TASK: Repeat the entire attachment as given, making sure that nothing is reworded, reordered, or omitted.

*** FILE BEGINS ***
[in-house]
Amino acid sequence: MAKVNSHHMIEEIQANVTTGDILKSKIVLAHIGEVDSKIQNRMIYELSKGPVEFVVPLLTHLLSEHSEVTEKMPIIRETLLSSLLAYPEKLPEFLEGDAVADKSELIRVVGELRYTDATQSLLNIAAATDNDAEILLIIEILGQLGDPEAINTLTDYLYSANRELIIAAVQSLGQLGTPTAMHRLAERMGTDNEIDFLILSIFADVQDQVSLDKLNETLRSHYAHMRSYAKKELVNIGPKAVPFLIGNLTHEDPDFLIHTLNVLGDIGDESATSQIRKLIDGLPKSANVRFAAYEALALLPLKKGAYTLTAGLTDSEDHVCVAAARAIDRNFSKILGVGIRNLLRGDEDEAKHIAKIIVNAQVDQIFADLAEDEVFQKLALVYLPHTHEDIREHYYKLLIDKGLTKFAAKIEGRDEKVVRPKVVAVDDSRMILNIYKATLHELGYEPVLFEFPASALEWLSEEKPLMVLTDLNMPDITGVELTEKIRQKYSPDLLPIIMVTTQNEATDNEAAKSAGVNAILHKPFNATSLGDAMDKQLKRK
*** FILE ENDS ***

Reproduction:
[in-house]
Amino acid sequence: MAKVNSHHMIEEIQANVTTGDILKSKIVLAHIGEVDSKIQNRMIYELSKGPVEFVVPLLTHLLSEHSEVTEKMPIIRETLLSSLLAYPEKLPEFLEGDAVADKSELIRVVGELRYTDATQSLLNIAAATDNDAEILLIIEILGQLGDPEAINTLTDYLYSANRELIIAAVQSLGQLGTPTAMHRLAERMGTDNEIDFLILSIFADVQDQVSLDKLNETLRSHYAHMRSYAKKELVNIGPKAVPFLIGNLTHEDPDFLIHTLNVLGDIGDESATSQIRKLIDGLPKSANVRFAAYEALALLPLKKGAYTLTAGLTDSEDHVCVAAARAIDRNFSKILGVGIRNLLRGDEDEAKHIAKIIVNAQVDQIFADLAEDEVFQKLALVYLPHTHEDIREHYYKLLIDKGLTKFAAKIEGRDEKVVRPKVVAVDDSRMILNIYKATLHELGYEPVLFEFPASALEWLSEEKPLMVLTDLNMPDITGVELTEKIRQKYSPDLLPIIMVTTQNEATDNEAAKSAGVNAILHKPFNATSLGDAMDKQLKRK